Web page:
This reminds me to an interesting "bug" I was once looking for in
a simple programme that calculated yields from bond prices. The usual thinking is that since it is a smooth monoton function, any method to find the root should work. Not so! Since I used the "real-world" price/yield calculation function hidden away in a production library, I forgot about the fact that internally, the function rounds prices (to the 32nd at the time). This means that the P/Y function is not smooth at all but a step function!! So much for having advanced degrees in maths :-) Cheers, Gilbert > >Hi QuantLibers, >I 've problems in using the Newton's method to evaluate a function. >Any idea of how to test it in c++? >thanks in advance. >Marcello > > > >Marcello Gambacorta >Customer Desk Cofiri SIM S.p.A. >Tel: 0039-(0)64733571 >Fax:0039-(0)64884322 >mail: [hidden email] > > > > >_______________________________________________ >Quantlib-users mailing list >[hidden email] >http://lists.sourceforge.net/lists/listinfo/quantlib-users |
Salut,
> This reminds me to an interesting "bug" I was once looking for in > a simple programme that calculated yields from bond prices. The [...] > the P/Y function is not smooth at all but a step function!! So > much for having advanced degrees in maths :-) > Cheers, Gilbert if you want to be able to solve for nasty functions you should consider using interval arithmetics. In that way you can guarantee to find all solutions, proof the non-existence of solutions or point out that your underlying arithmetic is too bad. Best wishes, Peter |
At 09:03 PM 7/10/01 +0200, Peter Schmitteckert wrote:
>Salut, > > > This reminds me to an interesting "bug" I was once looking for in > > a simple programme that calculated yields from bond prices. The > >[...] > > the P/Y function is not smooth at all but a step function!! So > > much for having advanced degrees in maths :-) > > Cheers, Gilbert > >if you want to be able to solve for nasty functions you should consider >using interval arithmetics. In that way you can guarantee to find all >solutions, proof the non-existence of solutions or point out that your >underlying arithmetic is too bad. Hi Peter, any reference on interval arithmetics? Thanks, Luigi ----------------------------------------------------- In case you found the label [Mail virus free] in the subject of this mail, that is only because I forgot to remove it before replying. The label was added by our new internet provider - they want to make the point that they practice safe mailing. Of course we all know that there is no such thing, therefore you can happily disregard it. |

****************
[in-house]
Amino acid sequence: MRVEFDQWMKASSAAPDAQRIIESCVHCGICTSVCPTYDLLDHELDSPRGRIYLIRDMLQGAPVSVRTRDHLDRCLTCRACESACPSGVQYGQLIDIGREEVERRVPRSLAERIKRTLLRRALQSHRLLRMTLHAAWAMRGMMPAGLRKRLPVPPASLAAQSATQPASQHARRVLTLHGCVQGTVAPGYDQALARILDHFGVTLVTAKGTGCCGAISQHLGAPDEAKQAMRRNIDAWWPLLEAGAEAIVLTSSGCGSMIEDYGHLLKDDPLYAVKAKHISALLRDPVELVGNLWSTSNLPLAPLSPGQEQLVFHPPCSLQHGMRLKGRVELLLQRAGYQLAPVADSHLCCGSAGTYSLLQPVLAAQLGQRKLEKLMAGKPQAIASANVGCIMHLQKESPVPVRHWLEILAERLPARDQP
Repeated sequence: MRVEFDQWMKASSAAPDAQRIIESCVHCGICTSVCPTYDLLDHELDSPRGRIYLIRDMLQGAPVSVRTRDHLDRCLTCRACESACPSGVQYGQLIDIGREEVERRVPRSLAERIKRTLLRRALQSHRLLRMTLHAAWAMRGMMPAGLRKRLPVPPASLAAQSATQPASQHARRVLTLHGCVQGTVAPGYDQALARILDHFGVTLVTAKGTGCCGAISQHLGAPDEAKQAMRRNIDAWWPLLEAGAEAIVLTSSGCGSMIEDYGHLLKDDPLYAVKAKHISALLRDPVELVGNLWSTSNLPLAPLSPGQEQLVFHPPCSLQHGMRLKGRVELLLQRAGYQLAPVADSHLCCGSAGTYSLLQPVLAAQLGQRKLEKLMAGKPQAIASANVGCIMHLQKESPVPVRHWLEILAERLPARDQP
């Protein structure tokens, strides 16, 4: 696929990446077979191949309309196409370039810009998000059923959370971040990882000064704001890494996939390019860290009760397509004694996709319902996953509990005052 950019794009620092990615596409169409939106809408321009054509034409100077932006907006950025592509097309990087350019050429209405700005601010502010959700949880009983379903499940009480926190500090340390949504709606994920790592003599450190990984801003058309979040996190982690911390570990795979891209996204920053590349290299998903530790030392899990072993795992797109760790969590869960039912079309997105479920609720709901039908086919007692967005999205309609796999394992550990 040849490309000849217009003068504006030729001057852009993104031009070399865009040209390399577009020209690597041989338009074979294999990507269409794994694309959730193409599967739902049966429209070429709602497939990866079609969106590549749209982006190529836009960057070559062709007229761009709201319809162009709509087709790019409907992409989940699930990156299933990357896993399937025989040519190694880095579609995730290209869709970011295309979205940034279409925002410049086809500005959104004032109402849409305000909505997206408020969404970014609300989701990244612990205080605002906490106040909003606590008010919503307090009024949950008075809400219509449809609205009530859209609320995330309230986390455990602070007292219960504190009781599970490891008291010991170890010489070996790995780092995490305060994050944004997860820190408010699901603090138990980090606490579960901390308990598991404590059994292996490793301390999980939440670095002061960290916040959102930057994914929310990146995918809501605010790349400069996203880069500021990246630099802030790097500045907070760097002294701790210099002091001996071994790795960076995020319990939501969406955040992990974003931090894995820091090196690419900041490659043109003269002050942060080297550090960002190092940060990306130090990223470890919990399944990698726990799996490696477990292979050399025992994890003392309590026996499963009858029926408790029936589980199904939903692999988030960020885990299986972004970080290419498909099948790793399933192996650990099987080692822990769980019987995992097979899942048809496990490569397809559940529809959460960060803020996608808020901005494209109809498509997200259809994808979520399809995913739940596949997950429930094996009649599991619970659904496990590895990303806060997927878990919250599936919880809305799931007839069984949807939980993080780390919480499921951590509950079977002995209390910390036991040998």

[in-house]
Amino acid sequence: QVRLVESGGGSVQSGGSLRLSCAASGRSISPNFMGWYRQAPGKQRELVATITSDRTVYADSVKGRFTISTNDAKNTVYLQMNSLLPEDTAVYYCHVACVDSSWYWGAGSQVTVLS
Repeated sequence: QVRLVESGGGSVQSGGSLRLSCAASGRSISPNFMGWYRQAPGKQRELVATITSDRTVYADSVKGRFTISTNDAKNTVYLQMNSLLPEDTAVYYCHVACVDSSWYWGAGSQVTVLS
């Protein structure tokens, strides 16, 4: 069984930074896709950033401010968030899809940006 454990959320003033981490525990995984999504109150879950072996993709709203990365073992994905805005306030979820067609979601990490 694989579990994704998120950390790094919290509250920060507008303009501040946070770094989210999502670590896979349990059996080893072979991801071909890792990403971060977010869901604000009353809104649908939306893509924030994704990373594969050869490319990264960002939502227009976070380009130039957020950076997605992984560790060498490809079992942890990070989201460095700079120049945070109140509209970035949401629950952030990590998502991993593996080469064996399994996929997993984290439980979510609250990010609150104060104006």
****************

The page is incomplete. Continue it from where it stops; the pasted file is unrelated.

Dear Luigi,
> Hi Peter, > any reference on interval arithmetics? > My experience with interval arithmetics is base on Pascal-XSC of the university Karlsruhe, Germany. (and by private conversation) There is a preliminary interval package for C++ on boost.org, and you can find more packages on the net. The idea of a 1D interval solver for f is quite simple, you just bisection the desired range and check, if zero is element of f( subrange ). If not, then there is no solution, if yes you can continue to bisection until you have found your solutions. In case its unclear (or you're too lazy :) ) I could provide you with an example using the boost interval package, since the boost license is compatible with Quantlib. But you should give me one or two weeks, since I currently have a high workload. Best wishes Peter |
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